The validity of estimation of percent body fat and density
by height and weight measurements when compared to the Hydrostatic
tank is very poor with correlation coefficients in the range of
.31 to .43. (Girandola et al 1989)
Body Mass Index (BMI)
Mass Index has recently been used to quantify an individual's obesity
level. BMI is derived from a ratio equation of height squared divided
by weight. Here again, only an individual's height and weight are
used and no indication of actual lean or fat mass can be determined.
Thus, BMI offers little advantage over the existing Metropolitan
test methodology for body fat estimation with skin fold measurements
requires the use of a "caliper device" to measure the thickness
of substantial fat stores. The assumption is that substantial fat
is proportional to over all body fat and thus by measuring several
sites total body fat may be calculated.
There are many site measurements where skin fold measurements
can be taken. Currently over 100 different equations are available
to estimate body fat with the use of skin fold calipers. The wide
variety of equations reflects the problem with the accuracy of this
There are many limitations with the Skin Fold measurement
technique. The validity of skin fold measurements is at best ±6%
compared to the hydrostatic tank. Because of the inaccuracy associated
with skin fold calipers, many credible organizations such as the
U.S. Army and the Los Angeles Police Department have abandoned the
use of them. (Stevens 1983)
The estimation results obtained from skin fold measurements
vary widely from technician to technician. The "art" of skin fold
measurements requires the technician to properly identify a site
measurement and pinch the skin gathering only the fat store and
no other tissue. The error of estimate between technicians has been
reported to be ±8%. (Smith, 1977)
The assumption that 50% of human body fat is located
in subcutaneal tissues and the remaining 50% is found in intra-muscular
and essential fat (around organs) is not universally valid. Body
fat distribution and health risk varies depending on genetics, exercise
and nutritional patterns. (Cooper, et al, 1978)
Thickness and Density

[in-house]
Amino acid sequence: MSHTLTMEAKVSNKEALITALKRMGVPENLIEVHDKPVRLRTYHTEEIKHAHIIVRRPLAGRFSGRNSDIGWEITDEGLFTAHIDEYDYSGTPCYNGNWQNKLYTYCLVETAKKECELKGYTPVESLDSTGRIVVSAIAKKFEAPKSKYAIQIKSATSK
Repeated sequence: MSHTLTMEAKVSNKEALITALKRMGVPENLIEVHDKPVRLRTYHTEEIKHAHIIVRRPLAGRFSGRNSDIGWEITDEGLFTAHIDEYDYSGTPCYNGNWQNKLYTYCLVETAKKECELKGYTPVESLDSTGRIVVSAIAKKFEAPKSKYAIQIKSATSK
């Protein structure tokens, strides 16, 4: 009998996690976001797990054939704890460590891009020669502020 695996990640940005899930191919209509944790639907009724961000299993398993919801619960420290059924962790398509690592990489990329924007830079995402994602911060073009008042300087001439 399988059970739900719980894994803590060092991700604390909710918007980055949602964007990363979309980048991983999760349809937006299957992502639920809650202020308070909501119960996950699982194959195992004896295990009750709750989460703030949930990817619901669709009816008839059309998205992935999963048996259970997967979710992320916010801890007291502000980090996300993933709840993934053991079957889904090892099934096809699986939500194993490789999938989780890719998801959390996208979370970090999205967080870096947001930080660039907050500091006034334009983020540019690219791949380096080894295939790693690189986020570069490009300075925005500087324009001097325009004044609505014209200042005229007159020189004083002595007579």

The obese population represents unique limitations for
skin fold measurements. Skin fold calipers cannot open wide enough
to measure the total fat thickness, thus tends to grossly under
estimate body fat percentage in the obese population. Also of concern,
especially in the obese population, is the compression of fat by
the caliper due to variances in fat density. Again, this tends to
inaccurately estimate percent fat in the obese, the population where
accuracy is most important.
use of Anthropometric Measurement (girth and length) is a quick,
easy and inexpensive method to estimate body composition. Using
a standard calibrated cloth tape, girth and length measurements
are taken from specific points on the body.
The methodology is based on the assumption that body
fat is distributed at various sites on the body such as the waist,
neck and thigh. Muscle tissue on the other hand is usually located
at anatomical locations such as the biceps, forearm and calf. The
subjects weight, height, girth size and ratios of various site comparisons
are utilized in the calculations of percent body fat.
Although the use of anthropometric measurements provides
a reasonably reproducible value and gives a topographical assessment
of an individual, the established accuracy for the prediction of
body fat is at least ±5% compared to the hydrostatic tank.
use of Infrared (IR) light to measure fat is not a new technique.
The U.S.D.A first developed the technique to measure the fat contained
in 1 cubic centimeter sections of beef and pork carcasses after
In the human device, a "wand" from the device emits
an IR light source at about 900 nanometers into the biceps area.